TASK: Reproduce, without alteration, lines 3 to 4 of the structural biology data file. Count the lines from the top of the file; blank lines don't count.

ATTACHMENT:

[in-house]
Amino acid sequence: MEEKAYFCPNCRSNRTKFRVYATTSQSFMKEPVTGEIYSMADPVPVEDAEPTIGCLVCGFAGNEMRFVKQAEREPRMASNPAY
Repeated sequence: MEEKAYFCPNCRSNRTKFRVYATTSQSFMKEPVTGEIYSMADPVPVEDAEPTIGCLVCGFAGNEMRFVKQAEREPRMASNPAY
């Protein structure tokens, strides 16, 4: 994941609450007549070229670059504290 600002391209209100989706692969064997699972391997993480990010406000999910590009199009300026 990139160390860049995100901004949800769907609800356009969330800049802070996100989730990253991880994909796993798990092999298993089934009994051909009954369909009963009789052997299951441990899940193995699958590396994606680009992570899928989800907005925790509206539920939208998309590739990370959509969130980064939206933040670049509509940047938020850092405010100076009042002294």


Repeated sequence: MEEKAYFCPNCRSNRTKFRVYATTSQSFMKEPVTGEIYSMADPVPVEDAEPTIGCLVCGFAGNEMRFVKQAEREPRMASNPAY
């Protein structure tokens, strides 16, 4: 994941609450007549070229670059504290 600002391209209100989706692969064997699972391997993480990010406000999910590009199009300026 990139160390860049995100901004949800769907609800356009969330800049802070996100989730990253991880994909796993798990092999298993089934009994051909009954369909009963009789052997299951441990899940193995699958590396994606680009992570899928989800907005925790509206539920939208998309590739990370959509969130980064939206933040670049509509940047938020850092405010100076009042002294």